The 20th century was the bloodiest in human history. In Humanity: A Moral History of the 20th Century, Jonathan Glover estimates that 86,000,000 people died in wars fought from 1900 to 1989. That means 2,500 people every day, or 100 people every hour, for 90 years.
In addition to those killed in war, government-sponsored genocide and mass murder killed approximately 120,000,000 people in the 20th centuryperhaps more than 80,000,000 in the two Communist countries of China and the Soviet Union alone, according to R. J. Rummel's Statistics of Democide.
It is ironic, then, that the 20th century also produced numerous and stunningly successful examples of nonviolent victories over injustice and oppression. The best-known campaigns are probably those led by Gandhi and Martin Luther King Jr. King's nonviolent marchers changed American history. (The fact that the police and National Guard sometimes guarded civil-rights marchers does not change the fact that King's movement was overwhelmingly nonviolent.) And Gandhi's nonviolent campaign defeated the British Empire and won India's independence. In contrast to Algeria's violent independence campaign, in which one in every 10 Algerians died, only one in every 400,000 Indians died in India's nonviolent struggle.
One of the most amazing components of Gandhi's campaign was a huge nonviolent "army" (eventually over 50,000) of Muslim Pathans in the northwestern section of India. These are the same people we now know as the Taliban in Afghanistan and along the Pakistan border! Even when the British humiliated them and slaughtered hundreds of them, they remained faithful to Gandhi's nonviolent vision.
There are other examples: In Poland, the nonviolent campaigns of Solidarity, an anti-Communist movement affiliated with the Catholic church, successfully defied and helped defeat the Soviet empire. In the Philippines, a million peaceful demonstrators overthrew the brutal dictatorship of president Ferdinand Marcos. The list of successful 20th century nonviolent campaigns is long.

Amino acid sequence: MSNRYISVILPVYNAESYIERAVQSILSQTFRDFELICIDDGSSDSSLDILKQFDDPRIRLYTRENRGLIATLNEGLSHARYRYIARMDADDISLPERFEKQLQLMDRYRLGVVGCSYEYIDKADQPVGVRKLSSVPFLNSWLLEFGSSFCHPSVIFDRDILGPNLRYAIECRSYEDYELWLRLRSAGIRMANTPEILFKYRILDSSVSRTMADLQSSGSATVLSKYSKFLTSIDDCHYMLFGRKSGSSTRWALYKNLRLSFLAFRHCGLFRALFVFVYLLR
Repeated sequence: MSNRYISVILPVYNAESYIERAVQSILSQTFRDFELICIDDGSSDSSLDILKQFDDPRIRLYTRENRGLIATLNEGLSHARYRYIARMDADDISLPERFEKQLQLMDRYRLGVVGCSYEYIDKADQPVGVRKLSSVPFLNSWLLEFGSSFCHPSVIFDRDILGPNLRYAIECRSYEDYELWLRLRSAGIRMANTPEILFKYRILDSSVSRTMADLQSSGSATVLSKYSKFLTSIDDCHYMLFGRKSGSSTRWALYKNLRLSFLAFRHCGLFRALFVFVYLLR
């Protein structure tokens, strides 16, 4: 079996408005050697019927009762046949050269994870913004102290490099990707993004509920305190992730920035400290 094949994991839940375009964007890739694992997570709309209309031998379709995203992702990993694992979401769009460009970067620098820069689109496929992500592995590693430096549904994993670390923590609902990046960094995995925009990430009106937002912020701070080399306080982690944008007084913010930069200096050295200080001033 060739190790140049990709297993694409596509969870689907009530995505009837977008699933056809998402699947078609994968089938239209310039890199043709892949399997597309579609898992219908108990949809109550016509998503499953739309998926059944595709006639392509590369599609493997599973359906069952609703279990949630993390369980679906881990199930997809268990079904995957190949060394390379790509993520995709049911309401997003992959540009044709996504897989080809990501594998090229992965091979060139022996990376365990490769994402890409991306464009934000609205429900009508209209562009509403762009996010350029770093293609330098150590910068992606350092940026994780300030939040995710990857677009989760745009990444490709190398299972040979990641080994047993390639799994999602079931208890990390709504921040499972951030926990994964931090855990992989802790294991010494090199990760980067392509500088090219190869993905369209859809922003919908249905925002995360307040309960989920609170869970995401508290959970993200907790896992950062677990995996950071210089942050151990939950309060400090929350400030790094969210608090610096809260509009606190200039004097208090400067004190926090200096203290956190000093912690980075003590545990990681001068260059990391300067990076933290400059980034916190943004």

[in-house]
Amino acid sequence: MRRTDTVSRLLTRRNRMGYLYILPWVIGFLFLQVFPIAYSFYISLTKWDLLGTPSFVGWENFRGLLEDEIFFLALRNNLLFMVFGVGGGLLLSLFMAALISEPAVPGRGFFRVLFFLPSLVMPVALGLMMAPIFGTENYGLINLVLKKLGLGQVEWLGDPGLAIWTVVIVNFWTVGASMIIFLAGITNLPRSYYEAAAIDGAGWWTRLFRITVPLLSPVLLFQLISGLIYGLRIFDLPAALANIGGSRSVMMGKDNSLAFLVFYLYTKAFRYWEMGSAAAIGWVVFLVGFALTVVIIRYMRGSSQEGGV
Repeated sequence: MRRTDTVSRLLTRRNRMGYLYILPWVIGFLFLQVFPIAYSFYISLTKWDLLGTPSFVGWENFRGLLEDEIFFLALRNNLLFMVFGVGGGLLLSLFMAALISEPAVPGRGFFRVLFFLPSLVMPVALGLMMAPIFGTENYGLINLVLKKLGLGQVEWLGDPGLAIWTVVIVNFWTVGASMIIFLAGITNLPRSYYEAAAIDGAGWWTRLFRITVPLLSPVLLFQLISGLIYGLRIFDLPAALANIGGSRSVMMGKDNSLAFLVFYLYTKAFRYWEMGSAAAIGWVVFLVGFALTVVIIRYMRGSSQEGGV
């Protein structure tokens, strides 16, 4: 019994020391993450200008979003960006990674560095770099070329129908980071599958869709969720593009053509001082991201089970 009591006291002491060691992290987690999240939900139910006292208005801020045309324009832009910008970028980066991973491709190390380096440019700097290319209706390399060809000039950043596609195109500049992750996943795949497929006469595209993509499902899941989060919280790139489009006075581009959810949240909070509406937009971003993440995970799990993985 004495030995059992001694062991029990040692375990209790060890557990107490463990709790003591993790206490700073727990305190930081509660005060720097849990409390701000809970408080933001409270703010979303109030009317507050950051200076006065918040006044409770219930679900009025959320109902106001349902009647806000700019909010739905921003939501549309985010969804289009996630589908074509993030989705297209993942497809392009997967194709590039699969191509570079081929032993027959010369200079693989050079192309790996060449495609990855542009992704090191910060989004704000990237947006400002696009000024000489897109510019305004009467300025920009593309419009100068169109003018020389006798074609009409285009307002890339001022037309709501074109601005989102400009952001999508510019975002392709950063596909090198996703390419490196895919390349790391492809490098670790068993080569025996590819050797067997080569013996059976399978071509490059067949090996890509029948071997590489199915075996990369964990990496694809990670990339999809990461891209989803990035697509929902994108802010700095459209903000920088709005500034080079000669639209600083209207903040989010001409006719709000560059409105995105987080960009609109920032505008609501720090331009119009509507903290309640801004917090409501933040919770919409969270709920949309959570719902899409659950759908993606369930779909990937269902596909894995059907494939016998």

Considering these successes, one wonders what might happen if the Christian world became serious about exploring the full possibilities of applying nonviolent methods of seeking peace to unjust, violent situations around the world. All Christians claim to believe Jesus when he says, "Blessed are the peacemakers, for they will be called children of God" (Matt. 5:9). But we have not made much use of one demonstrably successful way of making peace.
Recently, the Christian Peacemaker Teams (CPT), made famous by the kidnapping of four team members in Iraq in late 2005, have been working to apply the nonviolent techniques of Gandhi and King to conflict situations around the world. At Hebron in the West Bank, a few Jewish settlers live in the midst of the overwhelmingly Palestinian city of Hebron. Taunts, anger, violence, and deaths are frequent.
For 10 years, CPTers have lived in Hebron, seeking to befriend both sides, accompanying those oppressed by violence, sitting in houses threatened with illegal demolition, and walking children to school in neighborhoods where gunfire has too often struck down the wrong targets. CPT teams are defending the rights of native Canadians and Latin American peasants, as well.
The team's work made nightly news when four members were kidnapped by militants in Baghdad. Months later, three were released after the body of Tom Fox was found in the city. Last month marked the second anniversary of that kidnapping. One need not agree with all of CPT's political and theological ideas to conclude that now is the time for the entire Christian community to ask: Could we build on and vastly expand CPT's nonviolent approaches to peacemaking?